With the current exchange rate of two British Pounds for ever American Dollar, the country proved far more expensive than I'd quasi-planned. In addition, the time required to travel by train was greater than we'd expected, cutting into our time to actually enjoy the destinations. In spite of that, the whirlwind trip proved to be a lot of fun.
Usually people complain that nothing ever happens to them, whatever they do, and if something happens it is bad. I heard a story somewhere about a man who as a young man set himself more than 150 goals in life, he is something like 50 now and has achieved more than 110 of those goals. He just went for it and didn't look back.
While working in San Francisco I got a call from a cousin that I was expecting but not looking forward to, telling me that my grandmother had passed away. She'd taken a quick turn for the worse in the past week or so, suffering a major stroke and fighting pneumonia and a relapse of cancer, the latter which she'd survived once already 30 years earlier. My mom was enroute from Alaska to McMinville, and I'd been planning a visit myself in a few days hoping for one last chance to say goodbye.
I stayed in the Portland area along with my mom at her youngest brother's house. We spent much of the visit packing up my grandma's stuff, moving her out of the home we'd moved her into not that long ago. It was a strange feeling to be surrounded by all her stuff filled with memories of the past, realizing it was the last time I'd be surrounded by all her photo collections and all the things that I'd associated with her for as long as I can remember. She was my last living grandparent, and the one I'd gotten to know the best by virtue of being an adult while she was alive. For years I'd been calling her on the telephone once every week or two and visiting once or twice a year, as often as I could pass through Oregon. I try and not think back on the weeks I didn't call when I should have, happy that I got to know her as well as I did.
About 3-4 years ago I was heavily addicted to computers, I liked everything about them and would've never thought to stop using them all the time, well what you know. Nowadays I'm right out of the business, I'm far behind on linux stuff.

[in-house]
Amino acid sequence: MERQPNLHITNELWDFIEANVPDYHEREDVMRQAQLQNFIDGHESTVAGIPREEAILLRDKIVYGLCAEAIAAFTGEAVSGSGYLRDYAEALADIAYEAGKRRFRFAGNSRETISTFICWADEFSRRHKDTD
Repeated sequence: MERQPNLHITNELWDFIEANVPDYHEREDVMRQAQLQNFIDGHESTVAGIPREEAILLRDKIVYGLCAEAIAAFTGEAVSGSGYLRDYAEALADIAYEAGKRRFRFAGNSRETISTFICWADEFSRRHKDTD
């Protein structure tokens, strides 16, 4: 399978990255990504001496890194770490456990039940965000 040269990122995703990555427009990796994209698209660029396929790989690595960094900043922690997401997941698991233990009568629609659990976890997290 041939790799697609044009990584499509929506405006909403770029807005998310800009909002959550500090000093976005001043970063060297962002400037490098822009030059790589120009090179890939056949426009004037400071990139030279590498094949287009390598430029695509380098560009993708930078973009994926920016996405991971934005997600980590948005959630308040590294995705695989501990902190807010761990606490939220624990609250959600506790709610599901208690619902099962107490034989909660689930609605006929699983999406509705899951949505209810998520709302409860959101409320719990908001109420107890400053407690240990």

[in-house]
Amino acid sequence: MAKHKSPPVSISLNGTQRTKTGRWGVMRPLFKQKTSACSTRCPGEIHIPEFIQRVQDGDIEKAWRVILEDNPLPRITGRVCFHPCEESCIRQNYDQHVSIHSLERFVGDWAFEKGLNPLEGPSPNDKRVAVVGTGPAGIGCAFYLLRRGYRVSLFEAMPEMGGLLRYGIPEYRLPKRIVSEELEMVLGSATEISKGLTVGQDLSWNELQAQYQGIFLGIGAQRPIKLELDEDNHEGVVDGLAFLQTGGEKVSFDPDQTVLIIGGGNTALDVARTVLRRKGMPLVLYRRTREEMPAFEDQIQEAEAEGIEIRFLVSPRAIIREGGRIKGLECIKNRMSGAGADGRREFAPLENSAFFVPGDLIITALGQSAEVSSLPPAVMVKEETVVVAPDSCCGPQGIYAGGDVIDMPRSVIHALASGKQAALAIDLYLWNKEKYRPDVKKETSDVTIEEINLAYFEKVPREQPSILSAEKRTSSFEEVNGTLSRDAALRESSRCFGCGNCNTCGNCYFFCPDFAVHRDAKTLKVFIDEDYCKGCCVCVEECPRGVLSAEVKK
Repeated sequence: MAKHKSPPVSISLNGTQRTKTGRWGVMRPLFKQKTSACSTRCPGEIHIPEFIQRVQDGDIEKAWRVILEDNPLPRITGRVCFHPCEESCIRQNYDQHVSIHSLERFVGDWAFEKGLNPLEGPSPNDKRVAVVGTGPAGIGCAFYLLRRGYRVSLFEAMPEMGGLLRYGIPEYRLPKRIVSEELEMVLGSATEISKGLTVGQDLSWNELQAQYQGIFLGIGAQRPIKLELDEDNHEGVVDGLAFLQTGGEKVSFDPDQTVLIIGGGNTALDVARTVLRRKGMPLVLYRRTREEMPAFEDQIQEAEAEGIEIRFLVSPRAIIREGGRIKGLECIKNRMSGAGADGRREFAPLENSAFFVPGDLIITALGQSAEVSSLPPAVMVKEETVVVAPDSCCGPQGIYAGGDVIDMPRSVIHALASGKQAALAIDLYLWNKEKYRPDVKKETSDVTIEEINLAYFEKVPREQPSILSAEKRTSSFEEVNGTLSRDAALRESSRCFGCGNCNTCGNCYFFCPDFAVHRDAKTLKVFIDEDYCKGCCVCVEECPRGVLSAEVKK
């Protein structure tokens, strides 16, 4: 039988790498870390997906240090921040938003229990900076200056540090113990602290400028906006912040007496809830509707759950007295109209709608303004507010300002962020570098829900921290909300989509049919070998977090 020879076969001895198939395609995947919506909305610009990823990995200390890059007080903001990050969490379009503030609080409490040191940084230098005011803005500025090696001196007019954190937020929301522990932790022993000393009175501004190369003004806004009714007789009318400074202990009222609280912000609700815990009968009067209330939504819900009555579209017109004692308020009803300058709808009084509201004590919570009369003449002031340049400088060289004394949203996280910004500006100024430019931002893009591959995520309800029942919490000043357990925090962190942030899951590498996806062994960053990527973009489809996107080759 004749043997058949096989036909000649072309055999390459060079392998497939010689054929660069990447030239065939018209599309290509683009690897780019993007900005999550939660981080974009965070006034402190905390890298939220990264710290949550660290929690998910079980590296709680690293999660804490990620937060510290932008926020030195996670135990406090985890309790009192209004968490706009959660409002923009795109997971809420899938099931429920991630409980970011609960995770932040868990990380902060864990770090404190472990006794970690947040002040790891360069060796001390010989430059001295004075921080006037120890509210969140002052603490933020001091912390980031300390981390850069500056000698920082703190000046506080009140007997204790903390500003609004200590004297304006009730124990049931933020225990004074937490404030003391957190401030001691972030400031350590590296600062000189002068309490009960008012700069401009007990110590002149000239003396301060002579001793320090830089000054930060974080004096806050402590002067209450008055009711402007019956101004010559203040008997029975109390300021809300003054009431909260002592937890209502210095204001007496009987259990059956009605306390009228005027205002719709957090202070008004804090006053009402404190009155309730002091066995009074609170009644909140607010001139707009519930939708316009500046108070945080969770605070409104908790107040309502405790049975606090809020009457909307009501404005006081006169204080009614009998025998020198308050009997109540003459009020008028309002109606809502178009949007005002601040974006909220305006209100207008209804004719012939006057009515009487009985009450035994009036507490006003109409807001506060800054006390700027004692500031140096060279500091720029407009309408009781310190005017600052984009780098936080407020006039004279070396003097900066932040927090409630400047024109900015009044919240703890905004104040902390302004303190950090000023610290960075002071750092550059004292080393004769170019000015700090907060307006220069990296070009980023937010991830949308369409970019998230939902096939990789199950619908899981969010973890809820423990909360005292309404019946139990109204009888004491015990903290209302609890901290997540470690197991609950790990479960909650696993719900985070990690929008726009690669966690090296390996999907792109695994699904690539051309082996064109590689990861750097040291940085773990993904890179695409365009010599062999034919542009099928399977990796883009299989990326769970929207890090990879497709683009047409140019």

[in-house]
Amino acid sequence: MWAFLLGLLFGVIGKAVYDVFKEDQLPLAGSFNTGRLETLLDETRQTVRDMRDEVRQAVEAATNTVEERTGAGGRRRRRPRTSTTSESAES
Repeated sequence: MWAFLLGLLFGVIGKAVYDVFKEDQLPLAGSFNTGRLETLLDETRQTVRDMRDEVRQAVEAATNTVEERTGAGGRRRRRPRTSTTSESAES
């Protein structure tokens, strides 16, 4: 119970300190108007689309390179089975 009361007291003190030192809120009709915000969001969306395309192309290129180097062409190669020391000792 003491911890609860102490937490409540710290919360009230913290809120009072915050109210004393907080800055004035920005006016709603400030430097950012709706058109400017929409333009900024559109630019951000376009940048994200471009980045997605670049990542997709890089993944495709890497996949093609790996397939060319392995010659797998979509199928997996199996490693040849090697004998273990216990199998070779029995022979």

I always will keep a linux machine though, I'll never give that up. At the moment I have one FreeBSD machine, two Linux machines, one MacOS X laptop and one Windows workstation. Usually a guy with this many computers knows all about them, and I actually do. But this stuff with newest releases on things and patches and whatever I actually have 50.000 unread mails in my lkml folder and about the same on FreeBSD mailing lists. So why don't I follow these lists anymore? I have no idea. I just didn't have time for it anymore.
I flew into the San Francisco area to attend the 2007 OSCMS Summit, hosted by Yahoo! at their Sunnyvale campus. I originally got started using Drupal in 2002 when the creator, Dries Buytaert, contacted me regarding the scalability problems I was experiencing trying to run KernelTrap on PHP-Nuke. I quickly became a fan of the code base and the developer community. Over the years I've been an active developer myself, and now even make a living writing and maintaining Drupal code. It's been exciting to watch what started as a humble open source project develop into vibrant and rapidly growing community.
After the conference I was one of five speakers at the Performance and Scalability Workshop which raised $5,800 for the Drupal Association. It was an honor to speak along with Drupal creator Dries Buytaert and other Drupal luminaries such as Matt Westgate and James Walker.
While in California I stayed with my old high school buddy, Leif, and his wife, Erika. It was great to get a chance to catch up over various fires in their backyard in Berkeley. They're expecting their first child in August, so I'll have to be sure to make my way back to the area in the fall.
And by "that" I'm referring to Internet Exploder 7. I just uninstalled it on my work laptop after trying it out for about a month and a half, and the best thing that I can say about it is that the uninstaller actually worked. Not that IE 6 was great, but at least it worked with the Sharepoint site here in the bank, unlike IE7, which sometimes would authenticate correctly, but mostly not. I seriously don't understand why people waste their time and money on Microsoft products. I get it when people say that learning open-source stuff is difficult, and there are problem with OSS software as well. But seriously, take a look at what M$ offers. Admins get a kick in the nuts of having to do something differently with every new product (not unlike some OSS stuff), and they pay for the privilege of doing things that way. Screw that. Oh, I did I mention that even Microsoft can't get their own products to interoperate well? Jeez people....wake up and start using software that actually works.